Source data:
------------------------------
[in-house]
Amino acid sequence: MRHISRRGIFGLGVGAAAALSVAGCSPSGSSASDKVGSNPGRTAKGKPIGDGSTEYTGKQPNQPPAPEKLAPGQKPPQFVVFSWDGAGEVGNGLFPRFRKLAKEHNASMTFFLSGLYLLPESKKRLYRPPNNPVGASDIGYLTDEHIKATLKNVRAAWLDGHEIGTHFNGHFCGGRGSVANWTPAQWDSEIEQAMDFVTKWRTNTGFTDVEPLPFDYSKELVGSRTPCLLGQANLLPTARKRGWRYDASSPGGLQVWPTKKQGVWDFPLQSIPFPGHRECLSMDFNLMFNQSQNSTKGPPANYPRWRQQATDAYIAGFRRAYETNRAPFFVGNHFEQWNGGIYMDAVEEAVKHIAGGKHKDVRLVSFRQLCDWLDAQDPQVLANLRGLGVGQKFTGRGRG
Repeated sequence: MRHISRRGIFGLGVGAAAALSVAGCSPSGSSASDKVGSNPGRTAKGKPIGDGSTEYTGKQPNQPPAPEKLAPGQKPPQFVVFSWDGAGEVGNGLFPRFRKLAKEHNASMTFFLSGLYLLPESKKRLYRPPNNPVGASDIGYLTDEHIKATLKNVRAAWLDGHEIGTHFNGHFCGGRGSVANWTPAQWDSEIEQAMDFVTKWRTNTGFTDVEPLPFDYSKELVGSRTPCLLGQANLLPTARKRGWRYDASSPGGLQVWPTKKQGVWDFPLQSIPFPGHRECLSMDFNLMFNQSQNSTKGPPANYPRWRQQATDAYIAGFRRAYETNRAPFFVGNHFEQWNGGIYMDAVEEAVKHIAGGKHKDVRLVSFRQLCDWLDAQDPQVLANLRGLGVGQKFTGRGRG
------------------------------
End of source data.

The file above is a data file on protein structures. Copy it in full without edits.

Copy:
[in-house]
Amino acid sequence: MRHISRRGIFGLGVGAAAALSVAGCSPSGSSASDKVGSNPGRTAKGKPIGDGSTEYTGKQPNQPPAPEKLAPGQKPPQFVVFSWDGAGEVGNGLFPRFRKLAKEHNASMTFFLSGLYLLPESKKRLYRPPNNPVGASDIGYLTDEHIKATLKNVRAAWLDGHEIGTHFNGHFCGGRGSVANWTPAQWDSEIEQAMDFVTKWRTNTGFTDVEPLPFDYSKELVGSRTPCLLGQANLLPTARKRGWRYDASSPGGLQVWPTKKQGVWDFPLQSIPFPGHRECLSMDFNLMFNQSQNSTKGPPANYPRWRQQATDAYIAGFRRAYETNRAPFFVGNHFEQWNGGIYMDAVEEAVKHIAGGKHKDVRLVSFRQLCDWLDAQDPQVLANLRGLGVGQKFTGRGRG
Repeated sequence: MRHISRRGIFGLGVGAAAALSVAGCSPSGSSASDKVGSNPGRTAKGKPIGDGSTEYTGKQPNQPPAPEKLAPGQKPPQFVVFSWDGAGEVGNGLFPRFRKLAKEHNASMTFFLSGLYLLPESKKRLYRPPNNPVGASDIGYLTDEHIKATLKNVRAAWLDGHEIGTHFNGHFCGGRGSVANWTPAQWDSEIEQAMDFVTKWRTNTGFTDVEPLPFDYSKELVGSRTPCLLGQANLLPTARKRGWRYDASSPGGLQVWPTKKQGVWDFPLQSIPFPGHRECLSMDFNLMFNQSQNSTKGPPANYPRWRQQATDAYIAGFRRAYETNRAPFFVGNHFEQWNGGIYMDAVEEAVKHIAGGKHKDVRLVSFRQLCDWLDAQDPQVLANLRGLGVGQKFTGRGRG